Norway’s second largest city, Bergen is located on the rugged west coast of the country. Bergen has many great attractions for families and is also a good base from which to explore some of Norway’s spectacular fjords.
In this post we’ll share some of the best family experiences that we found in Bergen.
Bergen Science Center VilVite
We love to visit hands-on science museums and Bergen’s VilVite Science Center did not disappoint. The museum features exhibits on energy, art, environmental responsibility and more.
Here, our eldest takes a simulated ride on a motorcycle. The wind blowing in her face was based on the speed she chose to ride (thanks to a powerful fan in the wall).
The most unique attraction in the museum is the “G-Force” where visitors can pedal themselves around a loop and feel the pull of centrifugal force. Wes got the meter up to 4 Gs (unfortunately the kids did not get a turn because the minimum heights is 155 cm).
VilVite offers science demonstrations during the day; we watched a show in which an “Environmental Monster” had to be defeated through various actions including exploding a balloon filled with hydrogen.
The museum is not as extensive as some others we have visited (including the world-class Experimentarium in Copenhagen) but we found it to be well worth spending a half day there.
Mount Fløyen rises just outside of the Bergen City center and the peak is easily reachable by a quick (assuming the line is not too long) ride on the Fløibanen funicular. It costs 50 Krone (~$6) for a one way ticket, or 95 Krone for a return ticket. Children receive a ~50% discount. Given that the round-trip ticket was about the same cost as two singles, we decided that we’d pay for a ride up and let gravity assist us on a walk back down.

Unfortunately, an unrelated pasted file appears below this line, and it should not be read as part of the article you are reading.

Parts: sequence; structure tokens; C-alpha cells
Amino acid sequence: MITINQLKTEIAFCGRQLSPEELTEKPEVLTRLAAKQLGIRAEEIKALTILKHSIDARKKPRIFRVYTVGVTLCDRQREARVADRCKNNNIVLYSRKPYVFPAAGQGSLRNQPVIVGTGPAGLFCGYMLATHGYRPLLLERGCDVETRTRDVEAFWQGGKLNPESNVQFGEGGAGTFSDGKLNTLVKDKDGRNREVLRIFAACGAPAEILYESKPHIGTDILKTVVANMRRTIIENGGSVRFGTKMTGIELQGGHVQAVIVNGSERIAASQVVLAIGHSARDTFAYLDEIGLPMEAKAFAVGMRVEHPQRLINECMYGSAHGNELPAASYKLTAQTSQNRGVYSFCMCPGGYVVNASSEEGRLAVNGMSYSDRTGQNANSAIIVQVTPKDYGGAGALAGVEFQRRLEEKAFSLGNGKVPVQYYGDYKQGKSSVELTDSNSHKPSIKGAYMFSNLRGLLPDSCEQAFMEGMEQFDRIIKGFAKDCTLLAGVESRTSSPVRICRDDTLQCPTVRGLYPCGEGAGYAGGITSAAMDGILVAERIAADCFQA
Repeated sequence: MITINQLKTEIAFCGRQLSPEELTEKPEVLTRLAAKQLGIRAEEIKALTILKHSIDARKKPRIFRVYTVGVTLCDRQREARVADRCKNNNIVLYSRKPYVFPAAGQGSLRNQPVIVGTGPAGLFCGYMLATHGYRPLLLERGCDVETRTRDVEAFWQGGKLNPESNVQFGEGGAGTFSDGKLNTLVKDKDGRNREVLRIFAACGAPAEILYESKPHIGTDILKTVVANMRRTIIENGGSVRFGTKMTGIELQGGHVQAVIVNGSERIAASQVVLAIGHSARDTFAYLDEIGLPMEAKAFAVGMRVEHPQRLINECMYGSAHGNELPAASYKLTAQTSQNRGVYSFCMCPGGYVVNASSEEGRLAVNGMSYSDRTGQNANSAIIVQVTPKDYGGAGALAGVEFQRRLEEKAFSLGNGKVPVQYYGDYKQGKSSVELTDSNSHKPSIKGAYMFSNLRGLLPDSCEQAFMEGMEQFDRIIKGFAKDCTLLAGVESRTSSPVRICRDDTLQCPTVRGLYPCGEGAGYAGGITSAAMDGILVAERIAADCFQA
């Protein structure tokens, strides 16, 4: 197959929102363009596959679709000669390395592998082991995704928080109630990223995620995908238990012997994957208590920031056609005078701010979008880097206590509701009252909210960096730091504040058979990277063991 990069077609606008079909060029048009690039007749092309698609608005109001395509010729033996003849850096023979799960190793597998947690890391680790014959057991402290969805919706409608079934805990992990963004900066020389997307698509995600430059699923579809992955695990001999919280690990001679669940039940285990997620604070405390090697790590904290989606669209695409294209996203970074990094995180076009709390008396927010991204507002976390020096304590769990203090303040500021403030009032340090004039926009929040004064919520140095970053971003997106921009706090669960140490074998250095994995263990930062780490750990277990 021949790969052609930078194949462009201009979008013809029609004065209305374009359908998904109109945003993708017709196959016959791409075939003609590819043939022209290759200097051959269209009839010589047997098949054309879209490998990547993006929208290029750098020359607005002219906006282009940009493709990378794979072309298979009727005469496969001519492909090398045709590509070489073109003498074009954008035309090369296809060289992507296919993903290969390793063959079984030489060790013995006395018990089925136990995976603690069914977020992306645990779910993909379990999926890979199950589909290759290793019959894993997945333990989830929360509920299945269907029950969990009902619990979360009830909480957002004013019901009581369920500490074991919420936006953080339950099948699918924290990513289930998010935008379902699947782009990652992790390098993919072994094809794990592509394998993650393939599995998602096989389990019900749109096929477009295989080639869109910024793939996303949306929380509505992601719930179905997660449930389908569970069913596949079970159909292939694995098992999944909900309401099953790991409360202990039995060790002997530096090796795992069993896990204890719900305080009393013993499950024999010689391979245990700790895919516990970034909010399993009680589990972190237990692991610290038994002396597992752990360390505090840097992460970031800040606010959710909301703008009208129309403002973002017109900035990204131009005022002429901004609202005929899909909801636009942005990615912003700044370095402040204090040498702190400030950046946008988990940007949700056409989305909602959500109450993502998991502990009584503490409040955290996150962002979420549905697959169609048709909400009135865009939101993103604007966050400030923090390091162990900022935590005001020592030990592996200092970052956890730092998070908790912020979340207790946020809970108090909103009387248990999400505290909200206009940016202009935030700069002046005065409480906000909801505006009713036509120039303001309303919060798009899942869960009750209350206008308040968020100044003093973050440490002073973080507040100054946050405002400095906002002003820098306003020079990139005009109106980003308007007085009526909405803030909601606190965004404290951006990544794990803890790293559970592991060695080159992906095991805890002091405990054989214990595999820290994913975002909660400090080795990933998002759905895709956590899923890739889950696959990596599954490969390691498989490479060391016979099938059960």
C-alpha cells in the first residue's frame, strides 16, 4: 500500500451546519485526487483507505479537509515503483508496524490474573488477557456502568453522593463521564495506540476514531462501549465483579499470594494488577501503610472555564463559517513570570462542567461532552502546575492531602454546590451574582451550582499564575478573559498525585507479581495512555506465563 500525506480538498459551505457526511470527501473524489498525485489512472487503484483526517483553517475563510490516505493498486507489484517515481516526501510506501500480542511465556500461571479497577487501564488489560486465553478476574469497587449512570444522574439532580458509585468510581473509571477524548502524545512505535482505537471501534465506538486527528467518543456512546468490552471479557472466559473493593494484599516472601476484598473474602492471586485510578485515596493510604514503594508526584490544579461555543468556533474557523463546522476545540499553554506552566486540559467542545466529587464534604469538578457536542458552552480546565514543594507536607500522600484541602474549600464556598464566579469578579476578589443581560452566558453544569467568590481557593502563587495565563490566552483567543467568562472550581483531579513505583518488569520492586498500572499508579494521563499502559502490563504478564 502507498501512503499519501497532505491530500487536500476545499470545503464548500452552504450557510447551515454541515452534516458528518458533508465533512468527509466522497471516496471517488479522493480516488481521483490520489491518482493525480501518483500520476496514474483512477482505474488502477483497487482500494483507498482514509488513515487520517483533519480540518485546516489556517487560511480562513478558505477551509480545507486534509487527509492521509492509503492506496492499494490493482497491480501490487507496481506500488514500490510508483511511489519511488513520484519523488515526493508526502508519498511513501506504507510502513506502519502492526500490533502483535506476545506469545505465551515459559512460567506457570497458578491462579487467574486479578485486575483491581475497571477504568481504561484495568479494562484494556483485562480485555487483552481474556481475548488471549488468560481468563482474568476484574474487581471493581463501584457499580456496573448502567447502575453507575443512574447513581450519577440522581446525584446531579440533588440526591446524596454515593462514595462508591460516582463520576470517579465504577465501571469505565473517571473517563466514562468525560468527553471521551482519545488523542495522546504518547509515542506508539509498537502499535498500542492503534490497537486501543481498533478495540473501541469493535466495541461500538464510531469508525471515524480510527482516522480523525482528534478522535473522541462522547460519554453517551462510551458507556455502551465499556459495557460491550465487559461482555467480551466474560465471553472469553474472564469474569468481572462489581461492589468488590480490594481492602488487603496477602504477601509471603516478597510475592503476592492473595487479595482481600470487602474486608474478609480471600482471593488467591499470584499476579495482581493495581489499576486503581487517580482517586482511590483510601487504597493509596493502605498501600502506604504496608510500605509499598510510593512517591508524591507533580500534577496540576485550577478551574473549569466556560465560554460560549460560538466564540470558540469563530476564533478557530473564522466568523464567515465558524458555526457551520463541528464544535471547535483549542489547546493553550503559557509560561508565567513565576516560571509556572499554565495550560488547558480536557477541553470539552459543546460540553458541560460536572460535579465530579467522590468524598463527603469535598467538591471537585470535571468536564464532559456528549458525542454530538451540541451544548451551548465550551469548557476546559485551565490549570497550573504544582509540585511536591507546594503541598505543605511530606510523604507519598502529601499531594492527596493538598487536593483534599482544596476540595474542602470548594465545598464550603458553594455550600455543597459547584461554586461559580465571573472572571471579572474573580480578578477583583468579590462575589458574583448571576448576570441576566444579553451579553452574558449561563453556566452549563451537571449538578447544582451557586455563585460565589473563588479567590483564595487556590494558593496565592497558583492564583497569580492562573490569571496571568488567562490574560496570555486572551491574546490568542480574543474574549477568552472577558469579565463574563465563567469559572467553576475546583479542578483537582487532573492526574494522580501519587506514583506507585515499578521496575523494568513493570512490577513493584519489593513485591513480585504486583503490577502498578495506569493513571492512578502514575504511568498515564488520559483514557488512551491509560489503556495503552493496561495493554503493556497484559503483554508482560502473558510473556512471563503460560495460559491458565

Aboard the Fløibanen.
There are three large playgrounds on Mount Fløyen so it is a great place for kids that need to run off some energy. This playground had an obstacle course. There’s also a ropes course but it was closed the day we visited.
Our walk from the peak back to downtown Bergen took about an hour. Most of that time was spent picking wild raspberries and stopping to see some of the hidden artwork, including this chair carved out of a tree stump. We highly recommend this walk; the views of Bergen from the trail are fantastic.
Bryggen is the part of Bergen that always shows up on postcards and it is easy to see why. Bryggen was the base of Hanseatic traders starting in the 1300s; today it is mainly filled with shops, restaurants and tourists.
Near Bryggen there’s an outdoor fish market. We strolled past the booths to check out the different kinds of seafood available and we saw lots of shrimp, crabs, fish, and even whale meat. At some booths it is possible to select seafood from the display case and have it cooked to order.
KODE Art Museums
The place to find fine art in Bergen is at the KODE museums. The KODE collections are spread among seven different buildings, four of which are in central Bergen. We enjoyed seeing works by Norway’s most famous artist, Edvard Munch.
During our stay in Bergen the temperature reached near-record highs around 90F! To cool off we found a small beach on the island of Bildøy. The kids enjoyed playing in the sand and swimming. The water was A LOT colder than the water had been in Oslo.
Our daughter swam out to the platform and after drying off for a while she didn’t want to get back into the ice-cold water to swim back. Thankfully she finally decided to take the plunge and we didn’t have to find a boat to rescue her. 🙂
We found Bergen to be a great family destination, although a bit on the expensive side. We were able to keep our budget down by staying in an AirBnb a short drive away from the central area and by eating most of our meals at the house.
In our next post we’ll share some of the amazing natural wonders we saw as we explored Norway’s fjords. Check back soon! 🙂